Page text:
Leveraging the tricks and techniques of hackers for better security

by

26 May 2017
It may take just 24 hours for a hacker to successfully break into a system

It may take just 24 hours for a hacker to successfully break into a system and steal target data. But it can take businesses up to 10 months to detect a data breach. In fact, about one-third of attacks are never discovered by the victim company.

 

Typically, an attack begins with information gathering about a target business or even individual employees and company leaders. The hacker then targets an individual device, whether it is a company-owned endpoint, or a device supported by a business's Bring Your Own Device (BYOD) program.

 

Once a device has been targeted and infected, the cybercriminal will establish a Command and Control (C&C) server, and create a link to the victim network. Then, the hacker will move laterally across the network, seeking out valuable data to send to the C&C server before data is finally extracted. Unfortunately, this may not conclude the attack. If the intrusion remains undetected new data can continue to be pinpointed and extracted.

 

This information was garnered by Nuix, an Australian company specialising in creating data gathering software, through a survey of hackers and white hats at the 2016 DEFCON event in Las Vegas.

 

Its Black Report also highlighted the escalating ineffectiveness of traditional protection such as firewalls and antivirus solutions. According to Nuix, these methods are ‘almost never successful in slowing down a hacker’. Instead, endpoint security is the new tool, which can mitigate malicious activities.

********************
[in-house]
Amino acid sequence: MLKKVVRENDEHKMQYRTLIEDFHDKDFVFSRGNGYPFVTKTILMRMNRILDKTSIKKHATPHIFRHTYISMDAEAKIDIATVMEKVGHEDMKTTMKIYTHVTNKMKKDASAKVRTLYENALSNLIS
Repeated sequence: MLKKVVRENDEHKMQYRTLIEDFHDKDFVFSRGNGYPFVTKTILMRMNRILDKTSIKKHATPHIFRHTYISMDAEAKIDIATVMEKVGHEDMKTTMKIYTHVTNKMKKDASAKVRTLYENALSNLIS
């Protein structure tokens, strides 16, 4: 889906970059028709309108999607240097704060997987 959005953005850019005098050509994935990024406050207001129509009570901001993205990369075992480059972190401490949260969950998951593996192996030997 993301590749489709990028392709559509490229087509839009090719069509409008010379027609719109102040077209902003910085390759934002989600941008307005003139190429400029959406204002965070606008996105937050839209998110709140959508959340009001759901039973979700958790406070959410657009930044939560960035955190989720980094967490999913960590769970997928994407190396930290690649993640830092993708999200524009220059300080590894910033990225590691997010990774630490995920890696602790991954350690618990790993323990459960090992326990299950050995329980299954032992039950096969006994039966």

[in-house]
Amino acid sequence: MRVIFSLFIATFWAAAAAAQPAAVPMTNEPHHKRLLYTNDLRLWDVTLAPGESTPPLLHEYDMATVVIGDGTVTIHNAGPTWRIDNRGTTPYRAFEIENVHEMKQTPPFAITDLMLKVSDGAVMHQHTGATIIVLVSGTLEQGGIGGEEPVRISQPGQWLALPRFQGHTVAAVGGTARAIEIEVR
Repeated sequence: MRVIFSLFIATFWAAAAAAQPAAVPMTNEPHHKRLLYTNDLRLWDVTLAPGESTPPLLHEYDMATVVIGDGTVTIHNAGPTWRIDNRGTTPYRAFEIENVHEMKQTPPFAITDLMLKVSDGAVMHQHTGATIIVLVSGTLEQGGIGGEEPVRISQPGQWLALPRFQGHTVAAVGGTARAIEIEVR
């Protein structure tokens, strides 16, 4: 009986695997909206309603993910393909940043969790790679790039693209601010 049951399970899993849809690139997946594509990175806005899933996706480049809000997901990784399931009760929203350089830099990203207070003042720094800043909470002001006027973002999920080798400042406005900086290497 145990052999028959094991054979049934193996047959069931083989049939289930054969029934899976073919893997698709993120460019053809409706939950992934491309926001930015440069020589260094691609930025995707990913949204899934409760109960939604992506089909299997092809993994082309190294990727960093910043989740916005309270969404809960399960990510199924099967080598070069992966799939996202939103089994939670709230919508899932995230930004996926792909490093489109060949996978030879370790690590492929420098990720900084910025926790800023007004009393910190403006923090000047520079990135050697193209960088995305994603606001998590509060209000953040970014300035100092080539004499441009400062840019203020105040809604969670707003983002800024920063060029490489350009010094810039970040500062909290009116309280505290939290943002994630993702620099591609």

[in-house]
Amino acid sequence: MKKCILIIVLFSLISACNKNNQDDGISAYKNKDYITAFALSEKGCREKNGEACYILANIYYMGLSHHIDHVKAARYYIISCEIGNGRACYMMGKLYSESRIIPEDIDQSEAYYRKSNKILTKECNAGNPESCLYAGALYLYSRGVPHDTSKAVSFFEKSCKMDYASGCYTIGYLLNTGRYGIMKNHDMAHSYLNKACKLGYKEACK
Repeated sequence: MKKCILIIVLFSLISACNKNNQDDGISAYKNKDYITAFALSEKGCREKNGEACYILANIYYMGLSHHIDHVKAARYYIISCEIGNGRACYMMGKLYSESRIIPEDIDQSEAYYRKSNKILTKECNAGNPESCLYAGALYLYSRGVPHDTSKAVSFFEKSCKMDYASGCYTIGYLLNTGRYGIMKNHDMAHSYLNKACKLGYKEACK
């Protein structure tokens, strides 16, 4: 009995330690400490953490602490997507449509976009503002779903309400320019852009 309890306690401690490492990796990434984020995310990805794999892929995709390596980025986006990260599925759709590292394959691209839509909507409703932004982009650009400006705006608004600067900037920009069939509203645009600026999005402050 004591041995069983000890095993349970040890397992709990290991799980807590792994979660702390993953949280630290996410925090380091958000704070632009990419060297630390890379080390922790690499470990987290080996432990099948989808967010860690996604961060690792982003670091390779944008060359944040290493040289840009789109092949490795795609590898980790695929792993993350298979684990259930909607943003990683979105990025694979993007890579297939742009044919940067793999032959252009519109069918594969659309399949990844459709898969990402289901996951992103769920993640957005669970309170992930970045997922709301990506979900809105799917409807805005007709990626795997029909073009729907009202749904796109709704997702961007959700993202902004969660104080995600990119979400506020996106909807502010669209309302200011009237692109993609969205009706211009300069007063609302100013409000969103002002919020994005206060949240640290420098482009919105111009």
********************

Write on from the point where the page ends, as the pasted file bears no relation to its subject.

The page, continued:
Nevertheless, tools based on known attacks are limited in their effectiveness since 50% of cybercriminals frequently change their approaches according to the target. As a result, incursions using previously unseen methodologies have a high chance of success.

 

Hence, improving cyber security relies on gleaning insights from the processes, methodologies and tools that today's hackers use. Cyber security conferences, such as DEFCON, are important avenues for researchers to understand hackers’ thoughts and experiences in their efforts to better protect digital information.


CONVERGENCEASIA PIONEERS SERIES 

Prof Gordon Bell on "exascale nirvana" and other supercomputing trends

Gordon Bell of supercomputing's Gordon Bell Prize talks to ConvergenceAsia about the "scaling up" and "scaling out" of HPC and its new applications in analytics and data science. Bell was in Singapore recently for Supercomputing Frontiers 2017, where he delivered a keynote on "Three Decades: Motivating and Measuring HPC Progress". 

  • Video by Chan Wai Peng